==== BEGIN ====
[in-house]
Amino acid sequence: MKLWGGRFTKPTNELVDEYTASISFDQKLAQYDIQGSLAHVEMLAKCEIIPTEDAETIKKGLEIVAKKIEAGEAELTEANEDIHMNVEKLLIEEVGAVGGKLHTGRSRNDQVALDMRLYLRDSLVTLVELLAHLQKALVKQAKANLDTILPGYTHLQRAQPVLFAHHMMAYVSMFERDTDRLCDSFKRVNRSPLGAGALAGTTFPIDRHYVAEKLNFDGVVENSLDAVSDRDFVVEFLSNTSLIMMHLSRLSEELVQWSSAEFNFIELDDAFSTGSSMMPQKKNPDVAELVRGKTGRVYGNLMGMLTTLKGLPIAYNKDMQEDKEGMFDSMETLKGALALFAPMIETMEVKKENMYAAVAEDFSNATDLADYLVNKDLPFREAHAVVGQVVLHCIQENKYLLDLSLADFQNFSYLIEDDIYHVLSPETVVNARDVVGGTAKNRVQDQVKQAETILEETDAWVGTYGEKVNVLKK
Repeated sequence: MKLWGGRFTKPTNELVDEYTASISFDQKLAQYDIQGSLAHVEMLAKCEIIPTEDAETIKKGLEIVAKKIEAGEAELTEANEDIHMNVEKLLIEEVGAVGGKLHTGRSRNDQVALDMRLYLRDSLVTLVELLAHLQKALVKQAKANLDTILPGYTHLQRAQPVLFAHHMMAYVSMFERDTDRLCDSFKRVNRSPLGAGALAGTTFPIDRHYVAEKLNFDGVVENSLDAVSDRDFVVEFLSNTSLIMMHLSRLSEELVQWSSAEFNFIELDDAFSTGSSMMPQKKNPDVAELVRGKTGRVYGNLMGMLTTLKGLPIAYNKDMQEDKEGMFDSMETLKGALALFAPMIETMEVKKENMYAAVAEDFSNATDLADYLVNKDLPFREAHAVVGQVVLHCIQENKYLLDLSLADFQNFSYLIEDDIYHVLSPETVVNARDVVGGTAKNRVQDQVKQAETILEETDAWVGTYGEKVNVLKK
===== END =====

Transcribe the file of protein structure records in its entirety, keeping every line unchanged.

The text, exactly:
[in-house]
Amino acid sequence: MKLWGGRFTKPTNELVDEYTASISFDQKLAQYDIQGSLAHVEMLAKCEIIPTEDAETIKKGLEIVAKKIEAGEAELTEANEDIHMNVEKLLIEEVGAVGGKLHTGRSRNDQVALDMRLYLRDSLVTLVELLAHLQKALVKQAKANLDTILPGYTHLQRAQPVLFAHHMMAYVSMFERDTDRLCDSFKRVNRSPLGAGALAGTTFPIDRHYVAEKLNFDGVVENSLDAVSDRDFVVEFLSNTSLIMMHLSRLSEELVQWSSAEFNFIELDDAFSTGSSMMPQKKNPDVAELVRGKTGRVYGNLMGMLTTLKGLPIAYNKDMQEDKEGMFDSMETLKGALALFAPMIETMEVKKENMYAAVAEDFSNATDLADYLVNKDLPFREAHAVVGQVVLHCIQENKYLLDLSLADFQNFSYLIEDDIYHVLSPETVVNARDVVGGTAKNRVQDQVKQAETILEETDAWVGTYGEKVNVLKK
Repeated sequence: MKLWGGRFTKPTNELVDEYTASISFDQKLAQYDIQGSLAHVEMLAKCEIIPTEDAETIKKGLEIVAKKIEAGEAELTEANEDIHMNVEKLLIEEVGAVGGKLHTGRSRNDQVALDMRLYLRDSLVTLVELLAHLQKALVKQAKANLDTILPGYTHLQRAQPVLFAHHMMAYVSMFERDTDRLCDSFKRVNRSPLGAGALAGTTFPIDRHYVAEKLNFDGVVENSLDAVSDRDFVVEFLSNTSLIMMHLSRLSEELVQWSSAEFNFIELDDAFSTGSSMMPQKKNPDVAELVRGKTGRVYGNLMGMLTTLKGLPIAYNKDMQEDKEGMFDSMETLKGALALFAPMIETMEVKKENMYAAVAEDFSNATDLADYLVNKDLPFREAHAVVGQVVLHCIQENKYLLDLSLADFQNFSYLIEDDIYHVLSPETVVNARDVVGGTAKNRVQDQVKQAETILEETDAWVGTYGEKVNVLKK